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The Faithful Shepherd

Friday, 4 January, 2013 - 1:00 pm

In this week’s Parsha of Shemot we are introduced to Moshe (Moses), considered the greatest Jewish leader. But which qualities in particular illustrate the hallmark of leadership? Great leaders are known for their oratory skills (Moshe had none) or grassroots appeal (the Jews complained about Moshe’s intervention). If he was not popular and apparently lacked charisma, what leadership qualities did he possess?

Students of the Torah will surely point out that he was very pious and humble and therefore merited to have the quintessential relationship with our Creator. But how does that demonstrate his leadership skills?

The Zohar states that Moshe is referred to as the raaya meheimna of Israel, the faithful shepherd. A famous anecdote in the Midrash tells of Moshe’s care and concern for a solitary lamb that had wandered from the flock. When Moshe went to great lengths to retrieve it the Almighty said, “You are merciful in tending sheep – you will tend My flock, the people of Israel.” In this sense, raaya meheimna means that Moshe was faithful to the Jewish people. His dedication is unparalleled.

However, there is a deeper understanding of the mystical work’s statement. The term raaya meheimna can also be translated as “a shepherd of faith,” meaning one who feeds faith to others. Moshe was not only loyal to the Jewish people; he provided them with spiritual sustenance – with the tools to serve G-d.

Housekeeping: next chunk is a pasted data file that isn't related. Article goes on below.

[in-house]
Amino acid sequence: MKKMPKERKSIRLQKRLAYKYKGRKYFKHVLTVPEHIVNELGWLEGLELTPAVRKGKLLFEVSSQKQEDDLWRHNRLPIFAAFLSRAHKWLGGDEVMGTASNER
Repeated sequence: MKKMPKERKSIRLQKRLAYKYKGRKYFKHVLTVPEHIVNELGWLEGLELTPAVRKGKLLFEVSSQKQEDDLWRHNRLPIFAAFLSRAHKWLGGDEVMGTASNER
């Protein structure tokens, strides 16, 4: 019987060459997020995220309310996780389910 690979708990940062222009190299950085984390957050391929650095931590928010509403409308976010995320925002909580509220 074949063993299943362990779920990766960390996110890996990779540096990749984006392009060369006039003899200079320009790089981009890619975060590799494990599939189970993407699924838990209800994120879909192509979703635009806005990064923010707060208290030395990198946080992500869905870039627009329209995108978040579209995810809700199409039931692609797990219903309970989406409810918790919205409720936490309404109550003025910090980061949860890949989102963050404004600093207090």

In fact, the Zohar teaches that each generation has such a leader. A Moshe-esque shepherd is granted to the Jewish people to bolster our spiritual capacity.

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On Sunday, 24 Tevet, we will mark the 200th anniversary of the passing of Rabbi Schneur Zalman of Liadi, also known as the Alter Rebbe. Rabbi Schneur Zalman was the founder of the Chabad Chassidic movement and is most well-known for his remarkable work, Tanya.

The Alter Rebbe was a remarkable leader – brilliant in scholarship and piety; acclaimed in loving-kindness and self-sacrifice.

But his truest contribution to Jewish life – one that lives on today as well – is being a raaya meheimna. The dimensions of Torah that he lay bare in his groundbreaking teachings have served countless Jews with spiritual awakening.

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Great leaders like Moshe and Rabbi Schneur Zalman do not disappear when they pass on from this world. Their souls, as well as their lessons, continue today.

Miracles? Receiving the Torah? Talking to G-d? That’s the easy stuff.

Instilling faith in the Jewish people? Now, that’s real leadership.

The leadership is readily available. The question remains, will we be followers?

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